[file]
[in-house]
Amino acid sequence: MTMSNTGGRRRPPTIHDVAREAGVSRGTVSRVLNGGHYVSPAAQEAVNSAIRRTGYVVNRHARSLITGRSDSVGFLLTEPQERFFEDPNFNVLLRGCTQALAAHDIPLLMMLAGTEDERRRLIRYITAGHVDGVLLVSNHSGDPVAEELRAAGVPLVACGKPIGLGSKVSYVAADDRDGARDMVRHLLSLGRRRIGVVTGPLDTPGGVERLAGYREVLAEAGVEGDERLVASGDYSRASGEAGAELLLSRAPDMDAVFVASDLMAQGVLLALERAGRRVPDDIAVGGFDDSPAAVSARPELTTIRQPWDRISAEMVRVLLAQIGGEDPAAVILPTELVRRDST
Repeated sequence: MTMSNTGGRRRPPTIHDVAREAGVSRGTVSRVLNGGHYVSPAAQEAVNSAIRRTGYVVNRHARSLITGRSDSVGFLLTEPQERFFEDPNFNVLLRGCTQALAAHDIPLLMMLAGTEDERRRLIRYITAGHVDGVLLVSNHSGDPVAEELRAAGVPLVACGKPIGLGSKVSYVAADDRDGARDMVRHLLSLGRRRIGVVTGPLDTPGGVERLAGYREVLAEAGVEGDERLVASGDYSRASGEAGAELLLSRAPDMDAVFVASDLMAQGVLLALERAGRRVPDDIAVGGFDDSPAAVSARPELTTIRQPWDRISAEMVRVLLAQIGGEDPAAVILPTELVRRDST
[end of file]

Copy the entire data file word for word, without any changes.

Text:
[in-house]
Amino acid sequence: MTMSNTGGRRRPPTIHDVAREAGVSRGTVSRVLNGGHYVSPAAQEAVNSAIRRTGYVVNRHARSLITGRSDSVGFLLTEPQERFFEDPNFNVLLRGCTQALAAHDIPLLMMLAGTEDERRRLIRYITAGHVDGVLLVSNHSGDPVAEELRAAGVPLVACGKPIGLGSKVSYVAADDRDGARDMVRHLLSLGRRRIGVVTGPLDTPGGVERLAGYREVLAEAGVEGDERLVASGDYSRASGEAGAELLLSRAPDMDAVFVASDLMAQGVLLALERAGRRVPDDIAVGGFDDSPAAVSARPELTTIRQPWDRISAEMVRVLLAQIGGEDPAAVILPTELVRRDST
Repeated sequence: MTMSNTGGRRRPPTIHDVAREAGVSRGTVSRVLNGGHYVSPAAQEAVNSAIRRTGYVVNRHARSLITGRSDSVGFLLTEPQERFFEDPNFNVLLRGCTQALAAHDIPLLMMLAGTEDERRRLIRYITAGHVDGVLLVSNHSGDPVAEELRAAGVPLVACGKPIGLGSKVSYVAADDRDGARDMVRHLLSLGRRRIGVVTGPLDTPGGVERLAGYREVLAEAGVEGDERLVASGDYSRASGEAGAELLLSRAPDMDAVFVASDLMAQGVLLALERAGRRVPDDIAVGGFDDSPAAVSARPELTTIRQPWDRISAEMVRVLLAQIGGEDPAAVILPTELVRRDST